Planning, Startups, Stories


Tim Berry on business planning, starting and growing your business, and having a life in the meantime.

Top 10 Business Plan Mistakes #8: Making Financing the Goal 1

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(Note: this is the third of a 10-part series listing my revised top 10 business planning mistakes. The list goes from 10, the least important, to 1, the most important.)

It’s just too damn bad that so many entrepreneurs assume to start a business you do a plan, get financed, and then you start. As if the goal of the plan is getting financed; and as if the getting financed is the win, regardless of financed how and by whom and on what terms.

And that’s a big mistake. You should choose investors as carefully as you choose a spouse.

Contrary to the myth, winning the investment isn’t always a win. Getting investment from the wrong people isn’t a win. It’s a recipe for disaster. Marrying your company with incompatible investors can turn a dream into a nightmare. And yet so often when you talk to entrepreneurs they seem to think that just getting that investment is the same as winning the race. Find somebody to say yes and you’ve succeeded.

Not all good businesses make good investments for outsiders. Investors need exits in 3-5 years, while lots of good businesses aim for forever, not just 3-5 years. And entrepreneurs often want independence, while investors usually feel like bosses. They are owners. Some of the best businesses are bootstrapped, meaning they don’t get outside investment. They use their own funds, or early sales, and they grow more slowly but without requiring other people’s money. And some successful businesses are financed by loans, which increases the risk, but doesn’t dilute ownership.

I say let the nature of the business, and the goals of the entrepreneur,  determine the financial strategy regarding investment. Some businesses simply can’t sprout without healthy amounts of outside investment. Others have no good reason to even think of investment. And most are in between, with investment a matter of what the owners ultimately want. And there is what I’ve called the Startup Sweet Spot, the natural right level of financing for the startup, based on what it actually needs to develop right, which may or may not require outside funding. As in the diagram here to the right, the plan estimates the ideal startup costs level, and if funding for that isn’t available, then you revise the plan.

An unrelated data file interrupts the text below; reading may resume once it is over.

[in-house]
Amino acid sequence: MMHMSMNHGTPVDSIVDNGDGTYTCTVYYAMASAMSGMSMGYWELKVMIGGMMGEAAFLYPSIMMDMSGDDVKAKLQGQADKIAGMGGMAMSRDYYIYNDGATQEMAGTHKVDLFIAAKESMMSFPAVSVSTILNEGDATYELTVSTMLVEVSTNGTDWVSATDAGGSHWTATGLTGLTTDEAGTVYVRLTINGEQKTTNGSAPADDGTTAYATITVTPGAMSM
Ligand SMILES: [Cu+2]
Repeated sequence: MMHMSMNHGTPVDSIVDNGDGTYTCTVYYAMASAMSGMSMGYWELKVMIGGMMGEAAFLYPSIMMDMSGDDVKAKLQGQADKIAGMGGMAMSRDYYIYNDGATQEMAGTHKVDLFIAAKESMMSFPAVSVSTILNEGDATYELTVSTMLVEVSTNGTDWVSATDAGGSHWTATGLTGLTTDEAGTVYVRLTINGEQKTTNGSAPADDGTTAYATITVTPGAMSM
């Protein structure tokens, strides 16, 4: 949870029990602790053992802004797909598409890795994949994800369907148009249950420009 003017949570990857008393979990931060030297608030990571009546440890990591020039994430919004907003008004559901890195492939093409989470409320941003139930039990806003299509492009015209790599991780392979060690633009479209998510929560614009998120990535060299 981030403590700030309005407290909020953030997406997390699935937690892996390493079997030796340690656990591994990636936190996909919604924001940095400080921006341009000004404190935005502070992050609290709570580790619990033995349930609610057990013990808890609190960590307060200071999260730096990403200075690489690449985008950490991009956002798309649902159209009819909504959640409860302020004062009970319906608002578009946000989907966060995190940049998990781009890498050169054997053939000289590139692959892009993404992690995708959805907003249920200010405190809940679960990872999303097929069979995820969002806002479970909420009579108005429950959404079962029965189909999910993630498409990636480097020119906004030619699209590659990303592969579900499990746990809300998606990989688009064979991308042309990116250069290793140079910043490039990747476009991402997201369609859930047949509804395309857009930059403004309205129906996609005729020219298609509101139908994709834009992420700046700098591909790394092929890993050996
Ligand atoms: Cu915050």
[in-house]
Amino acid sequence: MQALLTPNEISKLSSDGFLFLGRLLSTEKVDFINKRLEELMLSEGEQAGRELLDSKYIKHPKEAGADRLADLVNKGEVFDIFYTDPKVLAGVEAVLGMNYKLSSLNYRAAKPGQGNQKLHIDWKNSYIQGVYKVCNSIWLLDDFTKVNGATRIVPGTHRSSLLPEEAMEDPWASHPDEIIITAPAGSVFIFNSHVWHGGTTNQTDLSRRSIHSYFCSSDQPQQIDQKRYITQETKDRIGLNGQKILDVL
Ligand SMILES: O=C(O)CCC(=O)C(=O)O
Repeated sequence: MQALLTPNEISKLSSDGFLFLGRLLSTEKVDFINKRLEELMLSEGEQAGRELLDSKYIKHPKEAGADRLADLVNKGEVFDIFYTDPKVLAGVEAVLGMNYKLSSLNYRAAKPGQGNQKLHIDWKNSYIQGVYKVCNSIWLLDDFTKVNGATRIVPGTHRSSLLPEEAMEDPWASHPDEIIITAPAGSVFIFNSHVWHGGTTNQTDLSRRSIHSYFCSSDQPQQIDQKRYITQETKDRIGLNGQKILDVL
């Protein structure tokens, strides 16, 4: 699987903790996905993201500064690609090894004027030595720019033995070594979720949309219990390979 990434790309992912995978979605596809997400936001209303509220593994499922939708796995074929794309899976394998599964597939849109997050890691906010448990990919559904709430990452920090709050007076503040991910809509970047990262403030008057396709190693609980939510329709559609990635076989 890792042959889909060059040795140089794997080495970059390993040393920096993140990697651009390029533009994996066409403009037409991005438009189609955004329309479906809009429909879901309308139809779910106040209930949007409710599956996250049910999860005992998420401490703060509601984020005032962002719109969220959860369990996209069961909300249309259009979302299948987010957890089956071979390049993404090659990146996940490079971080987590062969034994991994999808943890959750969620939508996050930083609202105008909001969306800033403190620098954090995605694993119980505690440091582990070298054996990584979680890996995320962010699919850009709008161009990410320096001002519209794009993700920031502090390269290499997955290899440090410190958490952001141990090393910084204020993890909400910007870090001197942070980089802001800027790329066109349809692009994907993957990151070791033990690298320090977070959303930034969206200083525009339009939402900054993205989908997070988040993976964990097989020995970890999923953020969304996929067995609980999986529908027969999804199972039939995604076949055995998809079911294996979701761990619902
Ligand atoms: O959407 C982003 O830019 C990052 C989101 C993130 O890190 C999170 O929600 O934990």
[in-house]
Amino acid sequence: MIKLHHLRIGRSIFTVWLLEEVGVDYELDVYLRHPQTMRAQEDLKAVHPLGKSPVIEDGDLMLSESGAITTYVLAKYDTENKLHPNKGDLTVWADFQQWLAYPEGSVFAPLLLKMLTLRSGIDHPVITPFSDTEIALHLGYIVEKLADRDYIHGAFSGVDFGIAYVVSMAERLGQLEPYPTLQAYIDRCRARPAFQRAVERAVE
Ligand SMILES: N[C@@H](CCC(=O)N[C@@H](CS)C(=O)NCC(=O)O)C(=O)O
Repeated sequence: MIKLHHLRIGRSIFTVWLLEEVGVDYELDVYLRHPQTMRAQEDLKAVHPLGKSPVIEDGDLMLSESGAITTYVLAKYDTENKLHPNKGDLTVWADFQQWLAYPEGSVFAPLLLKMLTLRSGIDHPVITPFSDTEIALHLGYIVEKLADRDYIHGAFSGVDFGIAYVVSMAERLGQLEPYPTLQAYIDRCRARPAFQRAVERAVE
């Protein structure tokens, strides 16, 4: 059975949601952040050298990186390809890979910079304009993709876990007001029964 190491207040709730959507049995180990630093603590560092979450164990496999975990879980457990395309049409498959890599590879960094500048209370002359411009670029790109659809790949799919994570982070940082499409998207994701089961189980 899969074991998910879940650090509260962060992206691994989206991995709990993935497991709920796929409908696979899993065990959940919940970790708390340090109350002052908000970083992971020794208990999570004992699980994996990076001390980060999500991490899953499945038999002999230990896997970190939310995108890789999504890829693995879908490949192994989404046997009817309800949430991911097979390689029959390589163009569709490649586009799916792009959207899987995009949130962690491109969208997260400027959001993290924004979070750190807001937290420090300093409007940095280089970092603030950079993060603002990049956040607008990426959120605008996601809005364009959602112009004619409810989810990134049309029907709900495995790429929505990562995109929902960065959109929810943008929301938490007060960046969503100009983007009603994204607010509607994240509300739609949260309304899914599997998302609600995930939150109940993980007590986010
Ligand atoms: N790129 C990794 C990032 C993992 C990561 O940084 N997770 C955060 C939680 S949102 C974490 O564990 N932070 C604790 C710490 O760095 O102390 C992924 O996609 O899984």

The correct goal of the planning process is to help the entrepreneurs determine what their startup really requires, and to help them look at options for growth, so that they can decide whether or not they even have something that will interest investors. And, if they do, then also of course whether or not they want investment. Then, if the entrepreneurs decide they want or need investors, then the planning helps communicate the business to the investors, and that becomes a starting point to deciding whether or not the founders and the investors are compatible.

  • thealzel

    Just as bad – or even worse – is having the wrong people on your board of directors. Not all investors become board directors but often there are legacy issues: Someone (maybe a neighbor or a relative) agrees to be on a startup’s board with nothing of value (besides their money) to help build and propel the growth of the company; and may even block decisions that would benefit the company’s long term health. This strategy misalignment between the company management and its board is deadly. Seen it too many times … sadly.